An Indian among Los Indígenas: A Native Travel Memoir
Memoirs are by design revelatory. Ursula Pike’s recollections about her time in Bolivia as a Peace Corps volunteer reveal much about the development of her Native American identity. The author spent two years in Bolivia in the 1990s working in a children’s orphanage, co-creating economic projects with indigenous women and children. An Indian Among Los Indigenas is the story of self-discovery and finding meaningful connections in unfamiliar circumstances.
In telling her story, Pike centers her social identity as an enrolled member of the Karuk tribe who grew up in poverty in the U.S. She dives headlong into the moral confusion of using money to pay the locals for services that make her life easier. Pike reflects on the similarities of her own experiences in acculturation and code-switching, with those of indigenous Bolivians who became her friends and confidants.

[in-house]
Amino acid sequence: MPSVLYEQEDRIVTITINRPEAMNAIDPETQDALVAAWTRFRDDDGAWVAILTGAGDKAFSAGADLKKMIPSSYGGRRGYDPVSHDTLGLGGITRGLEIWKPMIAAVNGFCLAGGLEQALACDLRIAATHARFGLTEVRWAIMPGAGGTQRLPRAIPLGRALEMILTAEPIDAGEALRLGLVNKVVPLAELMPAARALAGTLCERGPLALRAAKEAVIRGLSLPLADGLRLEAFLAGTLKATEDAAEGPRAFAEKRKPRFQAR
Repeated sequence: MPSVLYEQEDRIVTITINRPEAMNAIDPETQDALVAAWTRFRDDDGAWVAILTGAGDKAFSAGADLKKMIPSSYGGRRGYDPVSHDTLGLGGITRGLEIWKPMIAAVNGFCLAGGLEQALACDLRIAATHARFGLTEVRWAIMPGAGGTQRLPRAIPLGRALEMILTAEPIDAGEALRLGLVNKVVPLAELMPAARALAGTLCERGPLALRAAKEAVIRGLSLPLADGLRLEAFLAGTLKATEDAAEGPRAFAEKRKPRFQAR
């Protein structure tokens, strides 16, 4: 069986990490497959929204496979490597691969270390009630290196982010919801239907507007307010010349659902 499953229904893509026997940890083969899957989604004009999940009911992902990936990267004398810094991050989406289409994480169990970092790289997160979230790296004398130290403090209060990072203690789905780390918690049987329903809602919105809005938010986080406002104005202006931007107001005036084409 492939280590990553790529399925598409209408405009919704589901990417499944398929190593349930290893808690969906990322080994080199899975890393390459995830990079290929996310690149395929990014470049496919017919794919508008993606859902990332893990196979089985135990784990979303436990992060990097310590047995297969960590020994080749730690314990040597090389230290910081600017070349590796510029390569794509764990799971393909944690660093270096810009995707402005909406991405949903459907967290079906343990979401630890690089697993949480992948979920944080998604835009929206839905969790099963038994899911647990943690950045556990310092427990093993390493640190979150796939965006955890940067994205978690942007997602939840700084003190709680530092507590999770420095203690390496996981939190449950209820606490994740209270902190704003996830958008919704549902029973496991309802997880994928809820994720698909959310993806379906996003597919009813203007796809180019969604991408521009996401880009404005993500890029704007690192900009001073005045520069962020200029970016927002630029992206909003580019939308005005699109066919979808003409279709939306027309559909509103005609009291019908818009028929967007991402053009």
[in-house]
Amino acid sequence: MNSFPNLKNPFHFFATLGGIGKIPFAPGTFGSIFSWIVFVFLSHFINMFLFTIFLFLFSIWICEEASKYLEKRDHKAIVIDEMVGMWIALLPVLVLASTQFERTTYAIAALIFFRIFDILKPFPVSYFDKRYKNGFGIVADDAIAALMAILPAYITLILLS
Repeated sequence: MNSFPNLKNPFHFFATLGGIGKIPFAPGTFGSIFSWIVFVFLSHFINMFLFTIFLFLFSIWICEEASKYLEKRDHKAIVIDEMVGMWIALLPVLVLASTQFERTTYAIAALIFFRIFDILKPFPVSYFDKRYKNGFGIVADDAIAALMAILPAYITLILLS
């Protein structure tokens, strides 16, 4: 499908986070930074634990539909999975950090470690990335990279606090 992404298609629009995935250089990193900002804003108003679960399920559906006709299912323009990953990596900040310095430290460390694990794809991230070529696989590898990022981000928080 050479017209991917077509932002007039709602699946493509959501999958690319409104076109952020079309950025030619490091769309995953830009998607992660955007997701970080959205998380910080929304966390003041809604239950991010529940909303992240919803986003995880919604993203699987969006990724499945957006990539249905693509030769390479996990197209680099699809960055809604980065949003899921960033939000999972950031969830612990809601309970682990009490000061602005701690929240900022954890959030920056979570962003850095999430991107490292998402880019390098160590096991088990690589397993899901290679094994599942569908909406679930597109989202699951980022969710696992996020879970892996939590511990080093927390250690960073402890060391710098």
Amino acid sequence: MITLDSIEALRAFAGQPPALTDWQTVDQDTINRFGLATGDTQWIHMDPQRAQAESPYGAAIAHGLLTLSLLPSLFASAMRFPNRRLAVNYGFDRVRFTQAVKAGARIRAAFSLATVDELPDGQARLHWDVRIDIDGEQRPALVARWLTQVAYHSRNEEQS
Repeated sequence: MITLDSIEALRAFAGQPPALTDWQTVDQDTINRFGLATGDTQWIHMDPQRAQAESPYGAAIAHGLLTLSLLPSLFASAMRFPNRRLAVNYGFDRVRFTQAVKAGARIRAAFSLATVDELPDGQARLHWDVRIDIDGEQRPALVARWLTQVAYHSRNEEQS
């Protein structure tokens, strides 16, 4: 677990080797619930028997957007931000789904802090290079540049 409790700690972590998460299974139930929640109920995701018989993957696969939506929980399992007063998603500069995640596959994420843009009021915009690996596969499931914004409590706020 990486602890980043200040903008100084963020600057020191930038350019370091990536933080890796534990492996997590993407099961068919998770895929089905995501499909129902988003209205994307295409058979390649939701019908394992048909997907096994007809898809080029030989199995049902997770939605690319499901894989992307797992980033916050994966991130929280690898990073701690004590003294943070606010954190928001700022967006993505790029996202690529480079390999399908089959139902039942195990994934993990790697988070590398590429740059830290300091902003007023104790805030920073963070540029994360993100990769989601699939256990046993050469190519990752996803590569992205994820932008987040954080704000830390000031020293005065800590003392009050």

Pike’s honest account of her Peace Corps experience is neither too political nor sanitized to show only a moralistic tale of white American saviorship. Young people working abroad immerse themselves in activities other than economic planning and development. Pike writes of nights spent at patio parties, drinking chicha (a Bolivian alcoholic drink), dancing the night away with her crush-of-the-moment.
Transformed by her experiences, Pike relates important lessons in generosity, gratitude, and community. What makes her memoir an insightful read is her insistence on focusing on what’s right and beautiful about the Bolivian culture, stressing the universality of human connection.
|Page Count||248 pages|
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|Category||Biographies & Memoirs|
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